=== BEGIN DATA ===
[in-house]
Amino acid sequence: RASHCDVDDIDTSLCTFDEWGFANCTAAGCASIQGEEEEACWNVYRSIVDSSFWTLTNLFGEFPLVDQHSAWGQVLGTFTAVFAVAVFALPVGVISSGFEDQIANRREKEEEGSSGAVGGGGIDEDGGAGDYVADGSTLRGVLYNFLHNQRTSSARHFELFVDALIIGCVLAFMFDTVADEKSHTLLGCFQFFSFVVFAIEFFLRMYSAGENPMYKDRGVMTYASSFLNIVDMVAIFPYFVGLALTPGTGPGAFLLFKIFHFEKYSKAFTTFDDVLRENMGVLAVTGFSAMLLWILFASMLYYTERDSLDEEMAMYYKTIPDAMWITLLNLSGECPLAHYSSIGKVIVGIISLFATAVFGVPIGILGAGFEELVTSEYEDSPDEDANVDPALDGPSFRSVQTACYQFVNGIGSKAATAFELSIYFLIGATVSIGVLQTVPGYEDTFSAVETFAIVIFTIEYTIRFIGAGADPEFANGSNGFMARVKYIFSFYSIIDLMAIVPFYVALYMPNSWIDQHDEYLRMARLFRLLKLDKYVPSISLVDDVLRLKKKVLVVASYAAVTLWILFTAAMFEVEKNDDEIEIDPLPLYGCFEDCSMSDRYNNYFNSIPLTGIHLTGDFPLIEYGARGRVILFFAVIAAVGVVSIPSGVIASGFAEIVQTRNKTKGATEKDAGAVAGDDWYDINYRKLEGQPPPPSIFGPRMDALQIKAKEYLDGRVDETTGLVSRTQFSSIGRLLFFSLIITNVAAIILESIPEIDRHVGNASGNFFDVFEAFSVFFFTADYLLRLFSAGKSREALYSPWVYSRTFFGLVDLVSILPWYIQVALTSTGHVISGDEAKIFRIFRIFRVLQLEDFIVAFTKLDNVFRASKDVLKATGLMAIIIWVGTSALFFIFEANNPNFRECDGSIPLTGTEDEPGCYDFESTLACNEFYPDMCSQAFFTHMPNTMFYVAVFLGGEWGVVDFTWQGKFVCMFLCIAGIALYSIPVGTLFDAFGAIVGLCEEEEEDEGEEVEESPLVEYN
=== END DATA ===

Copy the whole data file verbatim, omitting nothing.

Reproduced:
[in-house]
Amino acid sequence: RASHCDVDDIDTSLCTFDEWGFANCTAAGCASIQGEEEEACWNVYRSIVDSSFWTLTNLFGEFPLVDQHSAWGQVLGTFTAVFAVAVFALPVGVISSGFEDQIANRREKEEEGSSGAVGGGGIDEDGGAGDYVADGSTLRGVLYNFLHNQRTSSARHFELFVDALIIGCVLAFMFDTVADEKSHTLLGCFQFFSFVVFAIEFFLRMYSAGENPMYKDRGVMTYASSFLNIVDMVAIFPYFVGLALTPGTGPGAFLLFKIFHFEKYSKAFTTFDDVLRENMGVLAVTGFSAMLLWILFASMLYYTERDSLDEEMAMYYKTIPDAMWITLLNLSGECPLAHYSSIGKVIVGIISLFATAVFGVPIGILGAGFEELVTSEYEDSPDEDANVDPALDGPSFRSVQTACYQFVNGIGSKAATAFELSIYFLIGATVSIGVLQTVPGYEDTFSAVETFAIVIFTIEYTIRFIGAGADPEFANGSNGFMARVKYIFSFYSIIDLMAIVPFYVALYMPNSWIDQHDEYLRMARLFRLLKLDKYVPSISLVDDVLRLKKKVLVVASYAAVTLWILFTAAMFEVEKNDDEIEIDPLPLYGCFEDCSMSDRYNNYFNSIPLTGIHLTGDFPLIEYGARGRVILFFAVIAAVGVVSIPSGVIASGFAEIVQTRNKTKGATEKDAGAVAGDDWYDINYRKLEGQPPPPSIFGPRMDALQIKAKEYLDGRVDETTGLVSRTQFSSIGRLLFFSLIITNVAAIILESIPEIDRHVGNASGNFFDVFEAFSVFFFTADYLLRLFSAGKSREALYSPWVYSRTFFGLVDLVSILPWYIQVALTSTGHVISGDEAKIFRIFRIFRVLQLEDFIVAFTKLDNVFRASKDVLKATGLMAIIIWVGTSALFFIFEANNPNFRECDGSIPLTGTEDEPGCYDFESTLACNEFYPDMCSQAFFTHMPNTMFYVAVFLGGEWGVVDFTWQGKFVCMFLCIAGIALYSIPVGTLFDAFGAIVGLCEEEEEDEGEEVEESPLVEYN